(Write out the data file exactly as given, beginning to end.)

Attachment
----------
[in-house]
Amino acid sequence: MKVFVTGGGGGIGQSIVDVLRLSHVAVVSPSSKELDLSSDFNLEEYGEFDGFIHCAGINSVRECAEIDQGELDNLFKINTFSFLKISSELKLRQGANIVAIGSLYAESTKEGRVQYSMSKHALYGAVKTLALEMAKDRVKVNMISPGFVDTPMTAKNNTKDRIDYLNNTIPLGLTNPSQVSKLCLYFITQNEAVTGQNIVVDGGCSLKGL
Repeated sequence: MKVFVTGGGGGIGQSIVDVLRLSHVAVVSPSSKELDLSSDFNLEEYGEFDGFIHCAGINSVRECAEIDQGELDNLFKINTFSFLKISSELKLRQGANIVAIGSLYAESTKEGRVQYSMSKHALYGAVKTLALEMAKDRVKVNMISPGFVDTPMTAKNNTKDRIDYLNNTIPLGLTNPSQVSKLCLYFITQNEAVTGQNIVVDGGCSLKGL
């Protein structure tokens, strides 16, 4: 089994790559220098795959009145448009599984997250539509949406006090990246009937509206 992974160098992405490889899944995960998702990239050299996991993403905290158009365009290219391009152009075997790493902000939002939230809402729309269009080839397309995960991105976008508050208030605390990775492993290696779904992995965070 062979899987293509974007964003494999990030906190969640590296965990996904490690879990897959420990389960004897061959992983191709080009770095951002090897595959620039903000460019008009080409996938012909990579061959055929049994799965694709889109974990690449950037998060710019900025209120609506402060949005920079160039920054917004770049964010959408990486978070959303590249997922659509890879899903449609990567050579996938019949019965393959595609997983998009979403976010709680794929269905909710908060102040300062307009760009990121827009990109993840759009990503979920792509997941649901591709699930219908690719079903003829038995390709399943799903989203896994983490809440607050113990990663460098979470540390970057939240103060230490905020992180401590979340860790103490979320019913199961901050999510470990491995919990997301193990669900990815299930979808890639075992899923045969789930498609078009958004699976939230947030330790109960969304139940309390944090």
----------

[in-house]
Amino acid sequence: MKVFVTGGGGGIGQSIVDVLRLSHVAVVSPSSKELDLSSDFNLEEYGEFDGFIHCAGINSVRECAEIDQGELDNLFKINTFSFLKISSELKLRQGANIVAIGSLYAESTKEGRVQYSMSKHALYGAVKTLALEMAKDRVKVNMISPGFVDTPMTAKNNTKDRIDYLNNTIPLGLTNPSQVSKLCLYFITQNEAVTGQNIVVDGGCSLKGL
Repeated sequence: MKVFVTGGGGGIGQSIVDVLRLSHVAVVSPSSKELDLSSDFNLEEYGEFDGFIHCAGINSVRECAEIDQGELDNLFKINTFSFLKISSELKLRQGANIVAIGSLYAESTKEGRVQYSMSKHALYGAVKTLALEMAKDRVKVNMISPGFVDTPMTAKNNTKDRIDYLNNTIPLGLTNPSQVSKLCLYFITQNEAVTGQNIVVDGGCSLKGL
């Protein structure tokens, strides 16, 4: 089994790559220098795959009145448009599984997250539509949406006090990246009937509206 992974160098992405490889899944995960998702990239050299996991993403905290158009365009290219391009152009075997790493902000939002939230809402729309269009080839397309995960991105976008508050208030605390990775492993290696779904992995965070 062979899987293509974007964003494999990030906190969640590296965990996904490690879990897959420990389960004897061959992983191709080009770095951002090897595959620039903000460019008009080409996938012909990579061959055929049994799965694709889109974990690449950037998060710019900025209120609506402060949005920079160039920054917004770049964010959408990486978070959303590249997922659509890879899903449609990567050579996938019949019965393959595609997983998009979403976010709680794929269905909710908060102040300062307009760009990121827009990109993840759009990503979920792509997941649901591709699930219908690719079903003829038995390709399943799903989203896994983490809440607050113990990663460098979470540390970057939240103060230490905020992180401590979340860790103490979320019913199961901050999510470990491995919990997301193990669900990815299930979808890639075992899923045969789930498609078009958004699976939230947030330790109960969304139940309390944090």